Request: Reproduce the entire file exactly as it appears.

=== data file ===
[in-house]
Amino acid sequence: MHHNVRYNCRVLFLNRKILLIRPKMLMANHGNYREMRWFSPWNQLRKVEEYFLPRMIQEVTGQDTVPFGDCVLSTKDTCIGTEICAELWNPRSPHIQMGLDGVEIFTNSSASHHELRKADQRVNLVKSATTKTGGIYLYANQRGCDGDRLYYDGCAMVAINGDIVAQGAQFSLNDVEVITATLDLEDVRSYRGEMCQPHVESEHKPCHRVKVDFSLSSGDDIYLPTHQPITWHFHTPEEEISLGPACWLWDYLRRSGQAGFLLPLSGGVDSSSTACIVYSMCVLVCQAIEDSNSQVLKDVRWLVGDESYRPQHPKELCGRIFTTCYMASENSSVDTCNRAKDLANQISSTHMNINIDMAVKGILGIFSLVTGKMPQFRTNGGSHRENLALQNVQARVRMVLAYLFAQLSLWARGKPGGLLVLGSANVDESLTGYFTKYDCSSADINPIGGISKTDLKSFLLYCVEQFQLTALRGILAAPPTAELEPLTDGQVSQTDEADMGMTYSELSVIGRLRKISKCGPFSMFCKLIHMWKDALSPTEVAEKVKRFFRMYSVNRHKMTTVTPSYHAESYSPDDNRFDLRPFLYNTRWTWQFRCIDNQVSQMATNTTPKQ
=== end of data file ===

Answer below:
[in-house]
Amino acid sequence: MHHNVRYNCRVLFLNRKILLIRPKMLMANHGNYREMRWFSPWNQLRKVEEYFLPRMIQEVTGQDTVPFGDCVLSTKDTCIGTEICAELWNPRSPHIQMGLDGVEIFTNSSASHHELRKADQRVNLVKSATTKTGGIYLYANQRGCDGDRLYYDGCAMVAINGDIVAQGAQFSLNDVEVITATLDLEDVRSYRGEMCQPHVESEHKPCHRVKVDFSLSSGDDIYLPTHQPITWHFHTPEEEISLGPACWLWDYLRRSGQAGFLLPLSGGVDSSSTACIVYSMCVLVCQAIEDSNSQVLKDVRWLVGDESYRPQHPKELCGRIFTTCYMASENSSVDTCNRAKDLANQISSTHMNINIDMAVKGILGIFSLVTGKMPQFRTNGGSHRENLALQNVQARVRMVLAYLFAQLSLWARGKPGGLLVLGSANVDESLTGYFTKYDCSSADINPIGGISKTDLKSFLLYCVEQFQLTALRGILAAPPTAELEPLTDGQVSQTDEADMGMTYSELSVIGRLRKISKCGPFSMFCKLIHMWKDALSPTEVAEKVKRFFRMYSVNRHKMTTVTPSYHAESYSPDDNRFDLRPFLYNTRWTWQFRCIDNQVSQMATNTTPKQ